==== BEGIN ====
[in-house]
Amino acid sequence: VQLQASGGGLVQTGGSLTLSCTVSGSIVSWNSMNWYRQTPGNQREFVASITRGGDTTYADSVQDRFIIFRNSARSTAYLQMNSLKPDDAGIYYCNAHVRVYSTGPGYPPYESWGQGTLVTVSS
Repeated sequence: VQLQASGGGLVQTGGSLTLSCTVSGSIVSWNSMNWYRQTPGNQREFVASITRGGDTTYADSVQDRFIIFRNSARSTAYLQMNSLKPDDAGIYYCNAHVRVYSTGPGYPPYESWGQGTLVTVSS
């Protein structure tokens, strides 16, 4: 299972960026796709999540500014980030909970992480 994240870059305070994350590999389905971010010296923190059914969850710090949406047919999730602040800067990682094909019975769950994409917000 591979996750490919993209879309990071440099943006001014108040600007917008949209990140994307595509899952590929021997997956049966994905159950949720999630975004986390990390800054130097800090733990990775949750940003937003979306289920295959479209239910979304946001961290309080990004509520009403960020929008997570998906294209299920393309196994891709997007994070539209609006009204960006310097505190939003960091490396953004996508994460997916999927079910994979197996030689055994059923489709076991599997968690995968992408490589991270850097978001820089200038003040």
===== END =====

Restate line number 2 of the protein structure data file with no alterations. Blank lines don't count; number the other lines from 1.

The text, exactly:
Amino acid sequence: VQLQASGGGLVQTGGSLTLSCTVSGSIVSWNSMNWYRQTPGNQREFVASITRGGDTTYADSVQDRFIIFRNSARSTAYLQMNSLKPDDAGIYYCNAHVRVYSTGPGYPPYESWGQGTLVTVSS